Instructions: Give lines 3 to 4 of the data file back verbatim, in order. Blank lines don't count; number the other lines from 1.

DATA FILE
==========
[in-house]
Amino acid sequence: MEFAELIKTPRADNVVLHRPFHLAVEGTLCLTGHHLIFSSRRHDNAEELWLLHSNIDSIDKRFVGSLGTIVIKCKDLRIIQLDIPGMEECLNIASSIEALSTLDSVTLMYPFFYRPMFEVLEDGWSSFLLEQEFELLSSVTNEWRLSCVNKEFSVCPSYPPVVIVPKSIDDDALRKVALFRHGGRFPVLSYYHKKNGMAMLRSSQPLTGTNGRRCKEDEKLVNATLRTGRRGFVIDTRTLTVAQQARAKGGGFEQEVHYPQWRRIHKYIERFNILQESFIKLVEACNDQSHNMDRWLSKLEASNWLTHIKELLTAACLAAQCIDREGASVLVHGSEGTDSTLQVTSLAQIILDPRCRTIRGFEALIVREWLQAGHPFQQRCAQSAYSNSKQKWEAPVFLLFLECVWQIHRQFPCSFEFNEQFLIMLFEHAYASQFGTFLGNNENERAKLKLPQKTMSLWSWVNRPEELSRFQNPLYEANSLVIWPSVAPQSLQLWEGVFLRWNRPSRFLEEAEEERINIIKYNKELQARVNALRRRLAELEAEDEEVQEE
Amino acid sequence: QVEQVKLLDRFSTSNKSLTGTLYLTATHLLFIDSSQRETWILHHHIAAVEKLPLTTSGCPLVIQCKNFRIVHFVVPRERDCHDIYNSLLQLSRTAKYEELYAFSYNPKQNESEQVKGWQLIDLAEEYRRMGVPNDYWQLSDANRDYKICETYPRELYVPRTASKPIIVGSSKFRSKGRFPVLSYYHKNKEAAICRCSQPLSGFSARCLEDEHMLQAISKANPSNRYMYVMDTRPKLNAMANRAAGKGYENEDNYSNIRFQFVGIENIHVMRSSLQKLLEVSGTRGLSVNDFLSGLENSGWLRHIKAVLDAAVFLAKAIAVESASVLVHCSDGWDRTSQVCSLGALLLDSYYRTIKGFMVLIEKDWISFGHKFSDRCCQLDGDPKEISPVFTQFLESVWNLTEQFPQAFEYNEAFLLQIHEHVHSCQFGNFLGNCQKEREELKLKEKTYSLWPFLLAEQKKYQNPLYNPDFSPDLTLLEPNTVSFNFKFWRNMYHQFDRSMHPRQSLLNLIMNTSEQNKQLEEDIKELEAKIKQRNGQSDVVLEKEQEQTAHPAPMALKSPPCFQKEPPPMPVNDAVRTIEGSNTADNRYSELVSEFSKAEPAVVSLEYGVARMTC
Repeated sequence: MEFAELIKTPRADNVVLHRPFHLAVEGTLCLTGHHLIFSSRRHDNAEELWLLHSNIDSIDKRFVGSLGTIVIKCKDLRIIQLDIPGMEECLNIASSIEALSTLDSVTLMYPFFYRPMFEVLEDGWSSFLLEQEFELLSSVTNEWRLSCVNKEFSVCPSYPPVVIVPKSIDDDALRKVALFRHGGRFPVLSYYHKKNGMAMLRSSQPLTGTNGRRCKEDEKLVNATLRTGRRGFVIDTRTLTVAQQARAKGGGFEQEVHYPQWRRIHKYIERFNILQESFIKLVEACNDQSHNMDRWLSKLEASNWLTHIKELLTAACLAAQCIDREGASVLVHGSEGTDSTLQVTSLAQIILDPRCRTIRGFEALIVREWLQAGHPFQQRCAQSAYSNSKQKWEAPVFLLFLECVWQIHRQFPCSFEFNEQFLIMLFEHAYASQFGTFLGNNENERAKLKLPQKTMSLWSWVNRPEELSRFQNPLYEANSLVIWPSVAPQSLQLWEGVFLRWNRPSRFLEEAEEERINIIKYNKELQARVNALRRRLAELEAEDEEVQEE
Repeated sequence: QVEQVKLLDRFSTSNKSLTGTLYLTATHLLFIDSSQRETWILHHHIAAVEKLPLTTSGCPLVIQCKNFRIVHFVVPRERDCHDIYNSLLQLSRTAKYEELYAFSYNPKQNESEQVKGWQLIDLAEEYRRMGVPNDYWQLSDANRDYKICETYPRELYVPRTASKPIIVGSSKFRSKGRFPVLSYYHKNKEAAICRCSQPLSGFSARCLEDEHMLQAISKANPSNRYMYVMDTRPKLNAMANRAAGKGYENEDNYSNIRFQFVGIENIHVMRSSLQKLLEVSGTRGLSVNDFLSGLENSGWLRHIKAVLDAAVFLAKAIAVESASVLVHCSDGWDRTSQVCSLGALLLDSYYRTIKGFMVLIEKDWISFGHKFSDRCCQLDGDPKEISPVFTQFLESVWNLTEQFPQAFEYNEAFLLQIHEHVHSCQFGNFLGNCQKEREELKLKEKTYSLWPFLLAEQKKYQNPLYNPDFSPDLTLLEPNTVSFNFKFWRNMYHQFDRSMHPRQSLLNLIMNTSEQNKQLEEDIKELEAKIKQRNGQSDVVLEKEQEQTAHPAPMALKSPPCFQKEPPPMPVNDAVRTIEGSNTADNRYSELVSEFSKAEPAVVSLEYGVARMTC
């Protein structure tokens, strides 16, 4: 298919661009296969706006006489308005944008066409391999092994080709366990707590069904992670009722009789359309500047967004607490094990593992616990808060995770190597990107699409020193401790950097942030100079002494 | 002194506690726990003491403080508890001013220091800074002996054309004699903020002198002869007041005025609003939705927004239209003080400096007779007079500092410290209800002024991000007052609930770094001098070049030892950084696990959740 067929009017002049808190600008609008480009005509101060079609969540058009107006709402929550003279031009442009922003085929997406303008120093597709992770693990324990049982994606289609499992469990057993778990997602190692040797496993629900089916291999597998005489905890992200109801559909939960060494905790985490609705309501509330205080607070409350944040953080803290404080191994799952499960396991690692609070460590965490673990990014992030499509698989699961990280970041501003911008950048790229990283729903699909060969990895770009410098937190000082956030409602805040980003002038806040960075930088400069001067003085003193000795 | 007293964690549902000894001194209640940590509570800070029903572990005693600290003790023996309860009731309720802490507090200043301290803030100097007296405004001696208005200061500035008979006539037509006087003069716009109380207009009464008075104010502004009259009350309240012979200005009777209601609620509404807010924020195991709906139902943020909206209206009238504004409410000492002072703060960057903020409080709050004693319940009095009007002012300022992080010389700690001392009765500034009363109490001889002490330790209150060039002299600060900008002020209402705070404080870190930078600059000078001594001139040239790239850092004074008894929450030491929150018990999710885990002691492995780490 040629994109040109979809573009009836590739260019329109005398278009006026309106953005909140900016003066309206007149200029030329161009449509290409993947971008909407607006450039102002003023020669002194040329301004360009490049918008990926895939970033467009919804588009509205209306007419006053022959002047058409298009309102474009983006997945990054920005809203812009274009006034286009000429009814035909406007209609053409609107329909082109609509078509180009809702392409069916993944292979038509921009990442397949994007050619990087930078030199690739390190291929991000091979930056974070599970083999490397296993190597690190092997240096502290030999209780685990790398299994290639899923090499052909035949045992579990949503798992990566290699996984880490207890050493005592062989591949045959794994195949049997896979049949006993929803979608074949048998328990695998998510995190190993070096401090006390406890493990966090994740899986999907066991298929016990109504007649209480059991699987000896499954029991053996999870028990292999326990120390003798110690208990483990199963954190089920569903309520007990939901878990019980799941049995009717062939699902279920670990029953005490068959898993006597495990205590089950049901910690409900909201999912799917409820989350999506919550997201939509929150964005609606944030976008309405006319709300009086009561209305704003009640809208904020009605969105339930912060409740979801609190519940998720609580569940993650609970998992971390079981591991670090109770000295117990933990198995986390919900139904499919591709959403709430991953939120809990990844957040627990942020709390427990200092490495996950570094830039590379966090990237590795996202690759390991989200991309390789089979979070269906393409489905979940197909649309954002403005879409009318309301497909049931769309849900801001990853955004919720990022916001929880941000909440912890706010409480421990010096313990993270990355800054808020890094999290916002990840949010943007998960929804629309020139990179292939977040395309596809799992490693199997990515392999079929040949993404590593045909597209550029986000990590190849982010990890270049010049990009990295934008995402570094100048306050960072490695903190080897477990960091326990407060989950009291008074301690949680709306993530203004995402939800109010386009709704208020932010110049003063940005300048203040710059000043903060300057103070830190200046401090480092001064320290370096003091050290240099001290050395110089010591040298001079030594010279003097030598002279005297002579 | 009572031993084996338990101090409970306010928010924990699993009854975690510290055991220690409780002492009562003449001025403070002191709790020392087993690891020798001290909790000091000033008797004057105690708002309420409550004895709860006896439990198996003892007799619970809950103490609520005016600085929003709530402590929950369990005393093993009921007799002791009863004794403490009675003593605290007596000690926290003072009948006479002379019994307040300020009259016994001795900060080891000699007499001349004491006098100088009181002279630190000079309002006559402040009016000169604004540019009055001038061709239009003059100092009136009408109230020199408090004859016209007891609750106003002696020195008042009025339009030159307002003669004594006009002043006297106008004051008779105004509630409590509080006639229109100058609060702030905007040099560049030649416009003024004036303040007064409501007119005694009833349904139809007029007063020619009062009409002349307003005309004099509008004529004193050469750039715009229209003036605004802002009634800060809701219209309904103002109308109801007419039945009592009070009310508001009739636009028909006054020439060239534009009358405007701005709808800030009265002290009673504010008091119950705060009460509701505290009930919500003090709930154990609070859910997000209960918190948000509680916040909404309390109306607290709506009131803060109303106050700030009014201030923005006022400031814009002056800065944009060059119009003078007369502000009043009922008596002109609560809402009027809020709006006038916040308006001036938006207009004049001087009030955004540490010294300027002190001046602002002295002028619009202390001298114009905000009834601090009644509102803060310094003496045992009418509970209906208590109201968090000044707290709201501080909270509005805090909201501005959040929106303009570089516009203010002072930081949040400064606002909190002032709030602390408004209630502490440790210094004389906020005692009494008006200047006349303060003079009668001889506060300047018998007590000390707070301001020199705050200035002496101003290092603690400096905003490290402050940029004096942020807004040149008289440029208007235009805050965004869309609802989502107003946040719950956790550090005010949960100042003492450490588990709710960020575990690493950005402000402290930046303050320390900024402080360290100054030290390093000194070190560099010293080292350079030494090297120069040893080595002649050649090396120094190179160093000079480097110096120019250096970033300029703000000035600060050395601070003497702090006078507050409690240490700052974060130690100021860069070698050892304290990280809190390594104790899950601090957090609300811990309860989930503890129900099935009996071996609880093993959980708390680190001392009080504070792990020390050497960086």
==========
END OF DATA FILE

Amino acid sequence: QVEQVKLLDRFSTSNKSLTGTLYLTATHLLFIDSSQRETWILHHHIAAVEKLPLTTSGCPLVIQCKNFRIVHFVVPRERDCHDIYNSLLQLSRTAKYEELYAFSYNPKQNESEQVKGWQLIDLAEEYRRMGVPNDYWQLSDANRDYKICETYPRELYVPRTASKPIIVGSSKFRSKGRFPVLSYYHKNKEAAICRCSQPLSGFSARCLEDEHMLQAISKANPSNRYMYVMDTRPKLNAMANRAAGKGYENEDNYSNIRFQFVGIENIHVMRSSLQKLLEVSGTRGLSVNDFLSGLENSGWLRHIKAVLDAAVFLAKAIAVESASVLVHCSDGWDRTSQVCSLGALLLDSYYRTIKGFMVLIEKDWISFGHKFSDRCCQLDGDPKEISPVFTQFLESVWNLTEQFPQAFEYNEAFLLQIHEHVHSCQFGNFLGNCQKEREELKLKEKTYSLWPFLLAEQKKYQNPLYNPDFSPDLTLLEPNTVSFNFKFWRNMYHQFDRSMHPRQSLLNLIMNTSEQNKQLEEDIKELEAKIKQRNGQSDVVLEKEQEQTAHPAPMALKSPPCFQKEPPPMPVNDAVRTIEGSNTADNRYSELVSEFSKAEPAVVSLEYGVARMTC
Repeated sequence: MEFAELIKTPRADNVVLHRPFHLAVEGTLCLTGHHLIFSSRRHDNAEELWLLHSNIDSIDKRFVGSLGTIVIKCKDLRIIQLDIPGMEECLNIASSIEALSTLDSVTLMYPFFYRPMFEVLEDGWSSFLLEQEFELLSSVTNEWRLSCVNKEFSVCPSYPPVVIVPKSIDDDALRKVALFRHGGRFPVLSYYHKKNGMAMLRSSQPLTGTNGRRCKEDEKLVNATLRTGRRGFVIDTRTLTVAQQARAKGGGFEQEVHYPQWRRIHKYIERFNILQESFIKLVEACNDQSHNMDRWLSKLEASNWLTHIKELLTAACLAAQCIDREGASVLVHGSEGTDSTLQVTSLAQIILDPRCRTIRGFEALIVREWLQAGHPFQQRCAQSAYSNSKQKWEAPVFLLFLECVWQIHRQFPCSFEFNEQFLIMLFEHAYASQFGTFLGNNENERAKLKLPQKTMSLWSWVNRPEELSRFQNPLYEANSLVIWPSVAPQSLQLWEGVFLRWNRPSRFLEEAEEERINIIKYNKELQARVNALRRRLAELEAEDEEVQEE